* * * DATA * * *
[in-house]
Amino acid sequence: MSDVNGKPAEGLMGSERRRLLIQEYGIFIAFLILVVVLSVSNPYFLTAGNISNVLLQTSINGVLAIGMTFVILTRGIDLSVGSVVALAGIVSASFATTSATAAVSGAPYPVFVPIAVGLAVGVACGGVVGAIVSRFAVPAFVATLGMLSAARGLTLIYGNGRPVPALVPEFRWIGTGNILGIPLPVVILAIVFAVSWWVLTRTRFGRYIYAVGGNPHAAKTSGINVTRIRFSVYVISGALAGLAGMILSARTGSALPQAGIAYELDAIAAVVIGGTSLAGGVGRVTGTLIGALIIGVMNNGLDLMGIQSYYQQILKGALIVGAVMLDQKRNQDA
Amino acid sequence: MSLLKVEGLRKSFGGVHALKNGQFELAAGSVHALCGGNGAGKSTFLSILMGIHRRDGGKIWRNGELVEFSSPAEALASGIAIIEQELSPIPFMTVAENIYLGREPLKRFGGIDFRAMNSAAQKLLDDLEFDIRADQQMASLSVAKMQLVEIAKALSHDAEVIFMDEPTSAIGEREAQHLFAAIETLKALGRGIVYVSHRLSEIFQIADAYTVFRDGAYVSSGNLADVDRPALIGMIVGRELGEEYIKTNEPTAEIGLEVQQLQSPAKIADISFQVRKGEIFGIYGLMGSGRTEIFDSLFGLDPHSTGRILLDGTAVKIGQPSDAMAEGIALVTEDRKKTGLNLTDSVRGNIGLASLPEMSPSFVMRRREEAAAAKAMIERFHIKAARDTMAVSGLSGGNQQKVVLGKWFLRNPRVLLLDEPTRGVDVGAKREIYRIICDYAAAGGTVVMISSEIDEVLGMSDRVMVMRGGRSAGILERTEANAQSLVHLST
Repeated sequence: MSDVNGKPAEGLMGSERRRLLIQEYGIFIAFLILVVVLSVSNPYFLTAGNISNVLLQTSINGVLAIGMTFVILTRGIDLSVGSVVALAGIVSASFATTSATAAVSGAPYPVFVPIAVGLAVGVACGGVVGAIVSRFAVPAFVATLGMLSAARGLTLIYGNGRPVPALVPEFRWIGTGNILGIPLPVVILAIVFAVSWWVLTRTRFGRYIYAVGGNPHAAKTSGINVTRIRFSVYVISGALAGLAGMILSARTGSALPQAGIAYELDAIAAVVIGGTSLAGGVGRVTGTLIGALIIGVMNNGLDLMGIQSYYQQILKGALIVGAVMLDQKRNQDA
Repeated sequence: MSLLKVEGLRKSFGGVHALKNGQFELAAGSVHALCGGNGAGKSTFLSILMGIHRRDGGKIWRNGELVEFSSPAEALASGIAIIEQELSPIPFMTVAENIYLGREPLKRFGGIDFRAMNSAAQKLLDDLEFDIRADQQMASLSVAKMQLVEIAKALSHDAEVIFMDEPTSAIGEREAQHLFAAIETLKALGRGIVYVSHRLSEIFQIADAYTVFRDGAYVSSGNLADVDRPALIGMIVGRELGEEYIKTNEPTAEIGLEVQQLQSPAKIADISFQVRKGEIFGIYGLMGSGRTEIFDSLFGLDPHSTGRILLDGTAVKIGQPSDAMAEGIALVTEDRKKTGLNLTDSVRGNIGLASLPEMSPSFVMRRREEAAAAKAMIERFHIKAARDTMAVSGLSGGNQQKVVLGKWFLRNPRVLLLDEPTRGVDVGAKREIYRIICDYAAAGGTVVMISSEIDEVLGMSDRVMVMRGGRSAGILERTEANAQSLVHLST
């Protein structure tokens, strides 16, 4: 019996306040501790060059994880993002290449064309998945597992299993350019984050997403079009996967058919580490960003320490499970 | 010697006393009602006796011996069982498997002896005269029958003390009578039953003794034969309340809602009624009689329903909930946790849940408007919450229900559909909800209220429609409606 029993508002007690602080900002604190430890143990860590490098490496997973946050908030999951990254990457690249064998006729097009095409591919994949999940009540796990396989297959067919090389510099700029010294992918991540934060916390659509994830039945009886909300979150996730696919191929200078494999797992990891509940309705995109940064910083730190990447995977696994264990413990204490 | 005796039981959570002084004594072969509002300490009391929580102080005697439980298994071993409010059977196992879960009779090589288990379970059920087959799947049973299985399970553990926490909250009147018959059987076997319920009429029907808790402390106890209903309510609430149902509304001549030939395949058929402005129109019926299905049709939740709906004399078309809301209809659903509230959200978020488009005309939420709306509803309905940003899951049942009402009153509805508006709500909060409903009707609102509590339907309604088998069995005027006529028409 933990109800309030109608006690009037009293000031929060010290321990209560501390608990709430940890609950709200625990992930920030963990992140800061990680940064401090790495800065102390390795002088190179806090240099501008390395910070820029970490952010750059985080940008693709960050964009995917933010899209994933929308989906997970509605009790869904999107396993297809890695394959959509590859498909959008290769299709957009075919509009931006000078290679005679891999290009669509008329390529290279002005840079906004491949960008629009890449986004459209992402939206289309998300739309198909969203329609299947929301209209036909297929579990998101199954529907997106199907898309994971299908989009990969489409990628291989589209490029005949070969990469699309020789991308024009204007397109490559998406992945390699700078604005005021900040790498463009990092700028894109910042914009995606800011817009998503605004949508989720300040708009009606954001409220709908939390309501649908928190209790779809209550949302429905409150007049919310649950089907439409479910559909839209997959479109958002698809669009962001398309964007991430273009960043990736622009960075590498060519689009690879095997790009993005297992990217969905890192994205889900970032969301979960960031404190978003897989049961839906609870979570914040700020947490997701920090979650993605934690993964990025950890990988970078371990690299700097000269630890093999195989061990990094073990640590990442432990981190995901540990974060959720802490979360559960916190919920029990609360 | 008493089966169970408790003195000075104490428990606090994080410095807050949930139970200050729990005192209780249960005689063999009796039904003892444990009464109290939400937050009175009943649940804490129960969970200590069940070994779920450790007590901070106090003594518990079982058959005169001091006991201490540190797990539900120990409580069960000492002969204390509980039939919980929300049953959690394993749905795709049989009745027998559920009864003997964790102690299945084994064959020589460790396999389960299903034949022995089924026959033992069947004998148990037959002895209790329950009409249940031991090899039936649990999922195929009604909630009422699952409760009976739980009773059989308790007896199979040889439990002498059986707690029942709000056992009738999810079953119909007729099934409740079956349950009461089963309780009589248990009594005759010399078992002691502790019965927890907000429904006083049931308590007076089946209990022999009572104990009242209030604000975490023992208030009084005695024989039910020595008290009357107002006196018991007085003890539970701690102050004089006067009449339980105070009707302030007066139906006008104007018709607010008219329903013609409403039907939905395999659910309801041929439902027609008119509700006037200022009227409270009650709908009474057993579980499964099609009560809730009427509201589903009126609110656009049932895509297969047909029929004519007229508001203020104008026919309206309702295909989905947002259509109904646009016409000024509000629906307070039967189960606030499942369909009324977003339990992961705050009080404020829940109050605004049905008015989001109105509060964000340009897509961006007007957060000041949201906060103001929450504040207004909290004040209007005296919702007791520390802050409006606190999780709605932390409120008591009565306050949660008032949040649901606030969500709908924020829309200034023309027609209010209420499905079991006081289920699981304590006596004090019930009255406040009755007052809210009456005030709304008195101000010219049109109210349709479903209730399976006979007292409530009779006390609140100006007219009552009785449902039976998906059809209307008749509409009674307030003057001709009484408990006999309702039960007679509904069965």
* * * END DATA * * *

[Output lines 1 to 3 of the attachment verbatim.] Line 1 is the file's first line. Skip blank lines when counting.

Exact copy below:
[in-house]
Amino acid sequence: MSDVNGKPAEGLMGSERRRLLIQEYGIFIAFLILVVVLSVSNPYFLTAGNISNVLLQTSINGVLAIGMTFVILTRGIDLSVGSVVALAGIVSASFATTSATAAVSGAPYPVFVPIAVGLAVGVACGGVVGAIVSRFAVPAFVATLGMLSAARGLTLIYGNGRPVPALVPEFRWIGTGNILGIPLPVVILAIVFAVSWWVLTRTRFGRYIYAVGGNPHAAKTSGINVTRIRFSVYVISGALAGLAGMILSARTGSALPQAGIAYELDAIAAVVIGGTSLAGGVGRVTGTLIGALIIGVMNNGLDLMGIQSYYQQILKGALIVGAVMLDQKRNQDA
Amino acid sequence: MSLLKVEGLRKSFGGVHALKNGQFELAAGSVHALCGGNGAGKSTFLSILMGIHRRDGGKIWRNGELVEFSSPAEALASGIAIIEQELSPIPFMTVAENIYLGREPLKRFGGIDFRAMNSAAQKLLDDLEFDIRADQQMASLSVAKMQLVEIAKALSHDAEVIFMDEPTSAIGEREAQHLFAAIETLKALGRGIVYVSHRLSEIFQIADAYTVFRDGAYVSSGNLADVDRPALIGMIVGRELGEEYIKTNEPTAEIGLEVQQLQSPAKIADISFQVRKGEIFGIYGLMGSGRTEIFDSLFGLDPHSTGRILLDGTAVKIGQPSDAMAEGIALVTEDRKKTGLNLTDSVRGNIGLASLPEMSPSFVMRRREEAAAAKAMIERFHIKAARDTMAVSGLSGGNQQKVVLGKWFLRNPRVLLLDEPTRGVDVGAKREIYRIICDYAAAGGTVVMISSEIDEVLGMSDRVMVMRGGRSAGILERTEANAQSLVHLST